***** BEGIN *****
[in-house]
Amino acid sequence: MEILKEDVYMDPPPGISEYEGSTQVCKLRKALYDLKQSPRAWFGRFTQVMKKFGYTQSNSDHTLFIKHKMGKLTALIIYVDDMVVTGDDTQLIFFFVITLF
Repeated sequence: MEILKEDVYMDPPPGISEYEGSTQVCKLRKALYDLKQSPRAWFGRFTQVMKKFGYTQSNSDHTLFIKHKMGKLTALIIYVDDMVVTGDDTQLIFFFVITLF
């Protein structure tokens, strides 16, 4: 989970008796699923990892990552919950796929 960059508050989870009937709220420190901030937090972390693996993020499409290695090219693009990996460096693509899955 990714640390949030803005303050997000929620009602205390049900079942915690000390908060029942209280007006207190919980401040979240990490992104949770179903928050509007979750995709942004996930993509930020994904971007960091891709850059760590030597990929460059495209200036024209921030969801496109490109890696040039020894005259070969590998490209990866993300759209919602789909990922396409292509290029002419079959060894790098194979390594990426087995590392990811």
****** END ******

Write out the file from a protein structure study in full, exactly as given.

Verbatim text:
[in-house]
Amino acid sequence: MEILKEDVYMDPPPGISEYEGSTQVCKLRKALYDLKQSPRAWFGRFTQVMKKFGYTQSNSDHTLFIKHKMGKLTALIIYVDDMVVTGDDTQLIFFFVITLF
Repeated sequence: MEILKEDVYMDPPPGISEYEGSTQVCKLRKALYDLKQSPRAWFGRFTQVMKKFGYTQSNSDHTLFIKHKMGKLTALIIYVDDMVVTGDDTQLIFFFVITLF
């Protein structure tokens, strides 16, 4: 989970008796699923990892990552919950796929 960059508050989870009937709220420190901030937090972390693996993020499409290695090219693009990996460096693509899955 990714640390949030803005303050997000929620009602205390049900079942915690000390908060029942209280007006207190919980401040979240990490992104949770179903928050509007979750995709942004996930993509930020994904971007960091891709850059760590030597990929460059495209200036024209921030969801496109490109890696040039020894005259070969590998490209990866993300759209919602789909990922396409292509290029002419079959060894790098194979390594990426087995590392990811």